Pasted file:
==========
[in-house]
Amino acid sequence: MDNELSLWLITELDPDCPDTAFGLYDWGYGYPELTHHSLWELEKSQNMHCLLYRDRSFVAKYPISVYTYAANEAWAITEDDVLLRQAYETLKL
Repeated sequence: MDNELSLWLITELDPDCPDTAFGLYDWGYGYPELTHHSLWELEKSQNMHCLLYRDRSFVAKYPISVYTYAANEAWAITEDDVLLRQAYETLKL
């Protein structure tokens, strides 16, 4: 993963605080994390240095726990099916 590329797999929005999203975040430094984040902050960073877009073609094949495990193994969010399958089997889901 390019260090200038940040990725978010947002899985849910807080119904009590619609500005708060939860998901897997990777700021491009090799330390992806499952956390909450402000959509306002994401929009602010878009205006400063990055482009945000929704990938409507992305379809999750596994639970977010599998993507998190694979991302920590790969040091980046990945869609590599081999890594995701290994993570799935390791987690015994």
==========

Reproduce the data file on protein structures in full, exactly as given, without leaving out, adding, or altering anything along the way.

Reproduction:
[in-house]
Amino acid sequence: MDNELSLWLITELDPDCPDTAFGLYDWGYGYPELTHHSLWELEKSQNMHCLLYRDRSFVAKYPISVYTYAANEAWAITEDDVLLRQAYETLKL
Repeated sequence: MDNELSLWLITELDPDCPDTAFGLYDWGYGYPELTHHSLWELEKSQNMHCLLYRDRSFVAKYPISVYTYAANEAWAITEDDVLLRQAYETLKL
């Protein structure tokens, strides 16, 4: 993963605080994390240095726990099916 590329797999929005999203975040430094984040902050960073877009073609094949495990193994969010399958089997889901 390019260090200038940040990725978010947002899985849910807080119904009590619609500005708060939860998901897997990777700021491009090799330390992806499952956390909450402000959509306002994401929009602010878009205006400063990055482009945000929704990938409507992305379809999750596994639970977010599998993507998190694979991302920590790969040091980046990945869609590599081999890594995701290994993570799935390791987690015994």